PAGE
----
The Truth About Secondary Infertility

Date Published: February 15, 2020

Fertility challenges can be one of the most challenging and heartbreaking experiences a couple goes through. For couples who have previously conceived a child and are now struggling to conceive or carry to full- term a healthy baby it can devastating. It is a rollercoaster of emotion parenting a child while grieving the inability to provide a sibling. Most couples facing secondary infertility report feelings of confusion, anger, anxiety, depression and fear but don’t know where to get support.

Couples experiencing secondary infertility are often made to feel their fertility challenges are less significant or painful because they already have a child.

While couples can be extremely grateful for the child they do have they can still long for additional children. In fact, the feelings couples with secondary infertility face are often similar to couples who are struggling to conceive their first child.

Secondary Infertility is Generally Under-diagnosed

In general, couples facing secondary infertility receive less social support when compared to couples who have not previously conceived a child. OBGYNs and general practitioners often miss secondary infertility due to the expectation that a couple who conceived naturally in the past can not have infertility.

Physicians can often downplay the concern and encourage couples to “keep trying” well beyond what is recommended for couples with a known fertility challenge.

We know that a couple’s fertility can be affected by numerous factors, most significantly age and underlying health conditions. Both of these can change with advancing age and medical changes. As the average maternal and paternal age continues to increase, it is no surprise the number of couples experiencing secondary infertility is growing.  Couples who conceived a first child naturally in their early or mid- thirties can face challenges conceiving additional children as they age. This is especially true for women trying to conceive who are over the age of 35. While still possible to conceive a healthy child, a woman’s fertility after age 35 significantly declines.

Medical complications, due to aging or prior pregnancy complications from pregnancy or childbirth can leave couples with a new reality and limitations as they try to conceive additional children.

When to Seek Help from an Expert

If you and your partner have been activity trying to conceive for over a year or you are over 35 years of age and have been activity trying for over 6 months it is time to see a fertility specialist. Additionally, if you are over the age of 30 and have a history of pelvic inflammatory disease, irregular mental cycles, painful periods, or miscarriages it is advisable to seek support from a reproductive endocrinologist.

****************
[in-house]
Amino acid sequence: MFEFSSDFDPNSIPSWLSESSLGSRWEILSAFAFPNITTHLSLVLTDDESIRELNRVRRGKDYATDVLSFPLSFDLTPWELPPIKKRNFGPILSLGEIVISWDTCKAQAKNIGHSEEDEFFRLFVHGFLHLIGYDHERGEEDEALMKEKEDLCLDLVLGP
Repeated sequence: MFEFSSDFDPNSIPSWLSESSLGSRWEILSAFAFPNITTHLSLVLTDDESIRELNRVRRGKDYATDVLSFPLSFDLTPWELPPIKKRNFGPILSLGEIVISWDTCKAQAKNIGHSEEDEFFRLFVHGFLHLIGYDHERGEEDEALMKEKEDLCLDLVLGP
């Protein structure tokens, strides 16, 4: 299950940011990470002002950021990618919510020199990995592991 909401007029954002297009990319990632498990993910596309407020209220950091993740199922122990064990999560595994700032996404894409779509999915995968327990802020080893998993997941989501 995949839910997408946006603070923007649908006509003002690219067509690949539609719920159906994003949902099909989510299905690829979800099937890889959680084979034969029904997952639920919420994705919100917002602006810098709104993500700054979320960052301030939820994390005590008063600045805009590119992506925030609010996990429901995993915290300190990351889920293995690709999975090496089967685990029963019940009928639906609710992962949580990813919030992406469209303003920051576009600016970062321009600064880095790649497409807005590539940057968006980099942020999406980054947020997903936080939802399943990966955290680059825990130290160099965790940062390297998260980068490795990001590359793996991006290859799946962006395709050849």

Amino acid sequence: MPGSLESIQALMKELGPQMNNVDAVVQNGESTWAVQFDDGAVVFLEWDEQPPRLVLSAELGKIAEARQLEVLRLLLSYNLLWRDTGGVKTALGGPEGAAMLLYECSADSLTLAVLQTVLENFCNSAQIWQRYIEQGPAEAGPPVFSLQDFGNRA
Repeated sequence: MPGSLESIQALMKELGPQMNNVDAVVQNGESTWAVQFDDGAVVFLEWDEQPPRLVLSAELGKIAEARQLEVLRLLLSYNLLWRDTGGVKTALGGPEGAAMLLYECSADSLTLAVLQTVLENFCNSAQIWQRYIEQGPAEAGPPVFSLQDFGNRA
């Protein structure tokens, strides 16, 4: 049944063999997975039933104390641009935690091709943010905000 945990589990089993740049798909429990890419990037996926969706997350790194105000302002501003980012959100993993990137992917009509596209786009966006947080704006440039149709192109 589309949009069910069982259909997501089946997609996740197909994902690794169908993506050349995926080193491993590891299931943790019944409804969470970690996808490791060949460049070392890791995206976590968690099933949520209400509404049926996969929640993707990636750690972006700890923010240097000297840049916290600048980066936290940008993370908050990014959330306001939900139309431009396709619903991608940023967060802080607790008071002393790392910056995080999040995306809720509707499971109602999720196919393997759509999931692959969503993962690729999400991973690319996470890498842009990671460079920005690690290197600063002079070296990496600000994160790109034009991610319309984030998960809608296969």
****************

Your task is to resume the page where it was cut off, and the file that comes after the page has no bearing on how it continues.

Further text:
Men may not have any noticeable symptoms of infertility, other than erectile dysfunction. Making sure male partners understand the essential role they play in the fertility equation is key.

How to Know If You Have Secondary Infertility

The only way to assess your fertility is to consult with a fertility specialist. Fertility specialists are generally reproductive endocrinologists who are experts in the field of infertility and reproduction. Often a panel of test can be performed to assess and diagnose the cause of the infertility.

One third of infertility cases in the United States are caused by issues related to women, while another one-third of fertility issues are due to sperm-related issues.

Your specialist might order several kinds of tests. One of the most common and simple assessments is a test of egg reserve, which indicates the number of available eggs. This test allows you to understand if your egg reserve is within a “normal” range. Egg reserve plays a key role in the ability to conceive at any age. Other tests commonly ordered include blood samples to assess hormone levels, including thyroid function and progesterone levels, which effect ovulation. Blood work can also test FSH level, the follicle-stimulating hormone that triggers ovaries to prepare an egg for release each month.

You may also undergo a saline ultra sound and an X-Ray to check your ovaries, uterus and fallopian tubes. Some sexually transmitted diseases, such as chlamydia can also affect fertility so many physicians will order an STD screen to rule out this as an underlying cause.

Male partners are also encouraged to provide a sperm sample to assess sperm quality, count and mobility. It is important that both partners undergo fertility testing.

The Emotional Toll of Secondary Infertility

Many couples experiencing challenges conceive a second child can feel isolated and confused. They may be reluctant to talk about their experience with other couples around them for fear of not being understood. They may be grieving and feeling powerless to produce a sibling for their current child. Feelings of sadness and jealously towards couple and friends around them conceiving children and growing their families are normal and common in secondarily infertility.

Looking for Support?

Sage House Therapy, located in Reston Virginia, is a practice dedicated to supporting individuals facing fertility challenges. Our clinicians are specially trained and offer compassion and understanding where all feelings are welcome. Schedule your complimentary phone consultation today.